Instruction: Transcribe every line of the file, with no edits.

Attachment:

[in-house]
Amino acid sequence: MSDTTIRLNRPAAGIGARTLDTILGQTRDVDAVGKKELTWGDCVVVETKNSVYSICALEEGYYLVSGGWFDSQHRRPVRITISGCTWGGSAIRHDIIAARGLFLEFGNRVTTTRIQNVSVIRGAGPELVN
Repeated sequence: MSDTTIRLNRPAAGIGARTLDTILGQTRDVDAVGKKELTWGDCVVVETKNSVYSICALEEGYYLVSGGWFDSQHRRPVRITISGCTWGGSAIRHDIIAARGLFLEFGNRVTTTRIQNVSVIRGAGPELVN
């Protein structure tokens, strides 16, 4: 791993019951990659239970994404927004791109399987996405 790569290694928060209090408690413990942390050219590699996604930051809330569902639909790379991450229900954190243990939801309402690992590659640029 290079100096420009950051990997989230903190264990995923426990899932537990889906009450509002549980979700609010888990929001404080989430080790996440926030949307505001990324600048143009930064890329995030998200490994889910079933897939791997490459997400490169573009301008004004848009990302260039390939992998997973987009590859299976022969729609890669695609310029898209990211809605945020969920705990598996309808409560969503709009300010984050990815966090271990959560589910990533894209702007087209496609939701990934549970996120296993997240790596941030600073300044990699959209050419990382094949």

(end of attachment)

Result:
[in-house]
Amino acid sequence: MSDTTIRLNRPAAGIGARTLDTILGQTRDVDAVGKKELTWGDCVVVETKNSVYSICALEEGYYLVSGGWFDSQHRRPVRITISGCTWGGSAIRHDIIAARGLFLEFGNRVTTTRIQNVSVIRGAGPELVN
Repeated sequence: MSDTTIRLNRPAAGIGARTLDTILGQTRDVDAVGKKELTWGDCVVVETKNSVYSICALEEGYYLVSGGWFDSQHRRPVRITISGCTWGGSAIRHDIIAARGLFLEFGNRVTTTRIQNVSVIRGAGPELVN
């Protein structure tokens, strides 16, 4: 791993019951990659239970994404927004791109399987996405 790569290694928060209090408690413990942390050219590699996604930051809330569902639909790379991450229900954190243990939801309402690992590659640029 290079100096420009950051990997989230903190264990995923426990899932537990889906009450509002549980979700609010888990929001404080989430080790996440926030949307505001990324600048143009930064890329995030998200490994889910079933897939791997490459997400490169573009301008004004848009990302260039390939992998997973987009590859299976022969729609890669695609310029898209990211809605945020969920705990598996309808409560969503709009300010984050990815966090271990959560589910990533894209702007087209496609939701990934549970996120296993997240790596941030600073300044990699959209050419990382094949």